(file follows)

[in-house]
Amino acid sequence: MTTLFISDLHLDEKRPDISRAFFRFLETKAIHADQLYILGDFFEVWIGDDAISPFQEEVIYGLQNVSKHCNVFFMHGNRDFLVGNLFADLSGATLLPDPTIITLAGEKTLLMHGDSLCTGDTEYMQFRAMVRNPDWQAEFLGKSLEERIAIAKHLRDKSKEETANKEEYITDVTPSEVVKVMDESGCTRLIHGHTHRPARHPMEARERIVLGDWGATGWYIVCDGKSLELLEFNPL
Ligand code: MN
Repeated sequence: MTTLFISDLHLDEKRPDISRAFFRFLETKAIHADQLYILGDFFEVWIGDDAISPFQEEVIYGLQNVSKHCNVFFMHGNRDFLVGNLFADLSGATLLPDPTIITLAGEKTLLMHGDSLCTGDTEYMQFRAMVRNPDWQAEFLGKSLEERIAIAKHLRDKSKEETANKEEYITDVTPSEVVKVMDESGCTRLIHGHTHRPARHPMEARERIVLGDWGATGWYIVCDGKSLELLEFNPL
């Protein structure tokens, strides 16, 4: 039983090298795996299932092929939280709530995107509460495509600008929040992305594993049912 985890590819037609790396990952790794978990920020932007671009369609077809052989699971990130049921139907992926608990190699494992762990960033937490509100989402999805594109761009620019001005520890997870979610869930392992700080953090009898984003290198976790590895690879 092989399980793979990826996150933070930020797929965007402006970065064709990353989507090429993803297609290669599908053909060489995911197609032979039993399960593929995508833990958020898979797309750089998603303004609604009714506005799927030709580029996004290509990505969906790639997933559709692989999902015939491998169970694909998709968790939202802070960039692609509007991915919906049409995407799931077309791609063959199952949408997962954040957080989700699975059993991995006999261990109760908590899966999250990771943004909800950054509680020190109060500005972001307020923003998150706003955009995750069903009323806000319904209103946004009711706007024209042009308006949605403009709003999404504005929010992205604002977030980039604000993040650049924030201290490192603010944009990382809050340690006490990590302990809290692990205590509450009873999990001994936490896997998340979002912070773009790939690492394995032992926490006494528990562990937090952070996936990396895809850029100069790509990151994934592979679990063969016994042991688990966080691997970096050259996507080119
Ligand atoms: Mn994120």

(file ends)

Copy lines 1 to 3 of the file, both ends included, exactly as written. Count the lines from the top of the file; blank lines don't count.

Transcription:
[in-house]
Amino acid sequence: MTTLFISDLHLDEKRPDISRAFFRFLETKAIHADQLYILGDFFEVWIGDDAISPFQEEVIYGLQNVSKHCNVFFMHGNRDFLVGNLFADLSGATLLPDPTIITLAGEKTLLMHGDSLCTGDTEYMQFRAMVRNPDWQAEFLGKSLEERIAIAKHLRDKSKEETANKEEYITDVTPSEVVKVMDESGCTRLIHGHTHRPARHPMEARERIVLGDWGATGWYIVCDGKSLELLEFNPL
Ligand code: MN